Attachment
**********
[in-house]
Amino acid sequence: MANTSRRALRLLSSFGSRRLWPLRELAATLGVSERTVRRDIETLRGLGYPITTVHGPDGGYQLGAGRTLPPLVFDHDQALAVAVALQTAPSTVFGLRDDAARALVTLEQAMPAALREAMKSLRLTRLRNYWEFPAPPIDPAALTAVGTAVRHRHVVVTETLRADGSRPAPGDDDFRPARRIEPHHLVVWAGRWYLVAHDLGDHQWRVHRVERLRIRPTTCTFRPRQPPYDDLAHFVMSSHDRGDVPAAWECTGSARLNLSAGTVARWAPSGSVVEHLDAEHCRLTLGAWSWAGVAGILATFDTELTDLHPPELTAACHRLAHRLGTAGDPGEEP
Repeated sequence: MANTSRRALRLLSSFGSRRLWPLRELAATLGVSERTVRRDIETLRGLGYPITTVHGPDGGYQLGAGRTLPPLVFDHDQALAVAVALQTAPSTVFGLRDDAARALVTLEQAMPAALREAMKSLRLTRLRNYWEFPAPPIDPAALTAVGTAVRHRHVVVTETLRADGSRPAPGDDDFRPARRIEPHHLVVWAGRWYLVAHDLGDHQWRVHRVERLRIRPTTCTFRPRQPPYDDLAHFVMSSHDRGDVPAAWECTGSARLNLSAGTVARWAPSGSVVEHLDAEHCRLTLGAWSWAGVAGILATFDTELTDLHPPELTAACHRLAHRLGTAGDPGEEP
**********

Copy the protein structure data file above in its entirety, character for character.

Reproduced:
[in-house]
Amino acid sequence: MANTSRRALRLLSSFGSRRLWPLRELAATLGVSERTVRRDIETLRGLGYPITTVHGPDGGYQLGAGRTLPPLVFDHDQALAVAVALQTAPSTVFGLRDDAARALVTLEQAMPAALREAMKSLRLTRLRNYWEFPAPPIDPAALTAVGTAVRHRHVVVTETLRADGSRPAPGDDDFRPARRIEPHHLVVWAGRWYLVAHDLGDHQWRVHRVERLRIRPTTCTFRPRQPPYDDLAHFVMSSHDRGDVPAAWECTGSARLNLSAGTVARWAPSGSVVEHLDAEHCRLTLGAWSWAGVAGILATFDTELTDLHPPELTAACHRLAHRLGTAGDPGEEP
Repeated sequence: MANTSRRALRLLSSFGSRRLWPLRELAATLGVSERTVRRDIETLRGLGYPITTVHGPDGGYQLGAGRTLPPLVFDHDQALAVAVALQTAPSTVFGLRDDAARALVTLEQAMPAALREAMKSLRLTRLRNYWEFPAPPIDPAALTAVGTAVRHRHVVVTETLRADGSRPAPGDDDFRPARRIEPHHLVVWAGRWYLVAHDLGDHQWRVHRVERLRIRPTTCTFRPRQPPYDDLAHFVMSSHDRGDVPAAWECTGSARLNLSAGTVARWAPSGSVVEHLDAEHCRLTLGAWSWAGVAGILATFDTELTDLHPPELTAACHRLAHRLGTAGDPGEEP